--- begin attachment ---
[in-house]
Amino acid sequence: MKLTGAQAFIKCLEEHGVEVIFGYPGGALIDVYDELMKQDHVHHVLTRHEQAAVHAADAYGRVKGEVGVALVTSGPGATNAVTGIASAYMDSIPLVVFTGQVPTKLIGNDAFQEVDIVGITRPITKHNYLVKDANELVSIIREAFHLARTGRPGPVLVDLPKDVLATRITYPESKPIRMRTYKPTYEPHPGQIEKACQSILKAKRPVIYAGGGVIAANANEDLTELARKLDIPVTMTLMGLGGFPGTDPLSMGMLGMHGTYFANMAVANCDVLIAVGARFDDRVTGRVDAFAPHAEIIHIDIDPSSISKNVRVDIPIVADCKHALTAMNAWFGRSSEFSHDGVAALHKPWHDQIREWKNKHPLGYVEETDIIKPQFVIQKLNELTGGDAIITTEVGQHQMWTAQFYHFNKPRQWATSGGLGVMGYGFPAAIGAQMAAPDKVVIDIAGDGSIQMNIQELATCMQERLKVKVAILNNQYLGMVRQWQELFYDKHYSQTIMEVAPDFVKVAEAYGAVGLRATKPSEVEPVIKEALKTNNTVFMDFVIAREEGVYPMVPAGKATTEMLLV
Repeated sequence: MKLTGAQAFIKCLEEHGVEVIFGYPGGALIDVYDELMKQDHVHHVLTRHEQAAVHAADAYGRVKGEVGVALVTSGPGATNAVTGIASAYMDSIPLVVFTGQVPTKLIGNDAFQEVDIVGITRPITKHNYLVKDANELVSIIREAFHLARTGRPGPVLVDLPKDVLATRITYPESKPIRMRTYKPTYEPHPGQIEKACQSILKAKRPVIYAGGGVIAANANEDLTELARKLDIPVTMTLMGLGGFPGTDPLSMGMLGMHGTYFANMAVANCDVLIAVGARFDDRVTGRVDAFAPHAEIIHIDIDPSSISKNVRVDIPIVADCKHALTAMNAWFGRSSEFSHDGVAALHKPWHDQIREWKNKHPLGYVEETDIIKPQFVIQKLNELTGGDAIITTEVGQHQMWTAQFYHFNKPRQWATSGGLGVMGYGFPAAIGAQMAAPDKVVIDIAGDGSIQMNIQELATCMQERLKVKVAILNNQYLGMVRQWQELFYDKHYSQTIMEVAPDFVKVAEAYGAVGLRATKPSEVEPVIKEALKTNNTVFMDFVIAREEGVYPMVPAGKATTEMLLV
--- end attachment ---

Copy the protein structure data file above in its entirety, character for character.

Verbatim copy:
[in-house]
Amino acid sequence: MKLTGAQAFIKCLEEHGVEVIFGYPGGALIDVYDELMKQDHVHHVLTRHEQAAVHAADAYGRVKGEVGVALVTSGPGATNAVTGIASAYMDSIPLVVFTGQVPTKLIGNDAFQEVDIVGITRPITKHNYLVKDANELVSIIREAFHLARTGRPGPVLVDLPKDVLATRITYPESKPIRMRTYKPTYEPHPGQIEKACQSILKAKRPVIYAGGGVIAANANEDLTELARKLDIPVTMTLMGLGGFPGTDPLSMGMLGMHGTYFANMAVANCDVLIAVGARFDDRVTGRVDAFAPHAEIIHIDIDPSSISKNVRVDIPIVADCKHALTAMNAWFGRSSEFSHDGVAALHKPWHDQIREWKNKHPLGYVEETDIIKPQFVIQKLNELTGGDAIITTEVGQHQMWTAQFYHFNKPRQWATSGGLGVMGYGFPAAIGAQMAAPDKVVIDIAGDGSIQMNIQELATCMQERLKVKVAILNNQYLGMVRQWQELFYDKHYSQTIMEVAPDFVKVAEAYGAVGLRATKPSEVEPVIKEALKTNNTVFMDFVIAREEGVYPMVPAGKATTEMLLV
Repeated sequence: MKLTGAQAFIKCLEEHGVEVIFGYPGGALIDVYDELMKQDHVHHVLTRHEQAAVHAADAYGRVKGEVGVALVTSGPGATNAVTGIASAYMDSIPLVVFTGQVPTKLIGNDAFQEVDIVGITRPITKHNYLVKDANELVSIIREAFHLARTGRPGPVLVDLPKDVLATRITYPESKPIRMRTYKPTYEPHPGQIEKACQSILKAKRPVIYAGGGVIAANANEDLTELARKLDIPVTMTLMGLGGFPGTDPLSMGMLGMHGTYFANMAVANCDVLIAVGARFDDRVTGRVDAFAPHAEIIHIDIDPSSISKNVRVDIPIVADCKHALTAMNAWFGRSSEFSHDGVAALHKPWHDQIREWKNKHPLGYVEETDIIKPQFVIQKLNELTGGDAIITTEVGQHQMWTAQFYHFNKPRQWATSGGLGVMGYGFPAAIGAQMAAPDKVVIDIAGDGSIQMNIQELATCMQERLKVKVAILNNQYLGMVRQWQELFYDKHYSQTIMEVAPDFVKVAEAYGAVGLRATKPSEVEPVIKEALKTNNTVFMDFVIAREEGVYPMVPAGKATTEMLLV